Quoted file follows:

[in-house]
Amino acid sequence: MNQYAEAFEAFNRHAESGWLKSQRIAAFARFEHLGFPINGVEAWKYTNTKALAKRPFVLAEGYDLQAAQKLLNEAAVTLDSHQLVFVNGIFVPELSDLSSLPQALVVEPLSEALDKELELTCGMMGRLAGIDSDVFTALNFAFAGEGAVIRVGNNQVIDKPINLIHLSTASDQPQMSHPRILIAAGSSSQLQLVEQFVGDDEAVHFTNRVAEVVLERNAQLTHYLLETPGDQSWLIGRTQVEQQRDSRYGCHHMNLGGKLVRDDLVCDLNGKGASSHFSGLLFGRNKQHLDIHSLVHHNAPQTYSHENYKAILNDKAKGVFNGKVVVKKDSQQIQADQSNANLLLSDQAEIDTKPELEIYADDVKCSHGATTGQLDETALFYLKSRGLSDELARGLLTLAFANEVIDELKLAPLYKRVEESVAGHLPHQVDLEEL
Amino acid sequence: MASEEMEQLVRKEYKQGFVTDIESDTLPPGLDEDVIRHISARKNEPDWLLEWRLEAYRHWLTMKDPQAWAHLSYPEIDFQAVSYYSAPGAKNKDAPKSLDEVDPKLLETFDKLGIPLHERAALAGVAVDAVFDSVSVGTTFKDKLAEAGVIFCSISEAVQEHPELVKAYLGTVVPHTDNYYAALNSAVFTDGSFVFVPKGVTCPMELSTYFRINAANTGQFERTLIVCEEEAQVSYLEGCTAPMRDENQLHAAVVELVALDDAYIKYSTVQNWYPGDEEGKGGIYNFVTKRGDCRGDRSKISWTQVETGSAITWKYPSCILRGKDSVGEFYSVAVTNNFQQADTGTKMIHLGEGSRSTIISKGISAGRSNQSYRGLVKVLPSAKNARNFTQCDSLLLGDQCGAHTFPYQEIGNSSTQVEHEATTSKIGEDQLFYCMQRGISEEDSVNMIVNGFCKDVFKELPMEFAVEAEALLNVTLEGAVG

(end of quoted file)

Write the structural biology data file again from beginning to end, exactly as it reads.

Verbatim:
[in-house]
Amino acid sequence: MNQYAEAFEAFNRHAESGWLKSQRIAAFARFEHLGFPINGVEAWKYTNTKALAKRPFVLAEGYDLQAAQKLLNEAAVTLDSHQLVFVNGIFVPELSDLSSLPQALVVEPLSEALDKELELTCGMMGRLAGIDSDVFTALNFAFAGEGAVIRVGNNQVIDKPINLIHLSTASDQPQMSHPRILIAAGSSSQLQLVEQFVGDDEAVHFTNRVAEVVLERNAQLTHYLLETPGDQSWLIGRTQVEQQRDSRYGCHHMNLGGKLVRDDLVCDLNGKGASSHFSGLLFGRNKQHLDIHSLVHHNAPQTYSHENYKAILNDKAKGVFNGKVVVKKDSQQIQADQSNANLLLSDQAEIDTKPELEIYADDVKCSHGATTGQLDETALFYLKSRGLSDELARGLLTLAFANEVIDELKLAPLYKRVEESVAGHLPHQVDLEEL
Amino acid sequence: MASEEMEQLVRKEYKQGFVTDIESDTLPPGLDEDVIRHISARKNEPDWLLEWRLEAYRHWLTMKDPQAWAHLSYPEIDFQAVSYYSAPGAKNKDAPKSLDEVDPKLLETFDKLGIPLHERAALAGVAVDAVFDSVSVGTTFKDKLAEAGVIFCSISEAVQEHPELVKAYLGTVVPHTDNYYAALNSAVFTDGSFVFVPKGVTCPMELSTYFRINAANTGQFERTLIVCEEEAQVSYLEGCTAPMRDENQLHAAVVELVALDDAYIKYSTVQNWYPGDEEGKGGIYNFVTKRGDCRGDRSKISWTQVETGSAITWKYPSCILRGKDSVGEFYSVAVTNNFQQADTGTKMIHLGEGSRSTIISKGISAGRSNQSYRGLVKVLPSAKNARNFTQCDSLLLGDQCGAHTFPYQEIGNSSTQVEHEATTSKIGEDQLFYCMQRGISEEDSVNMIVNGFCKDVFKELPMEFAVEAEALLNVTLEGAVG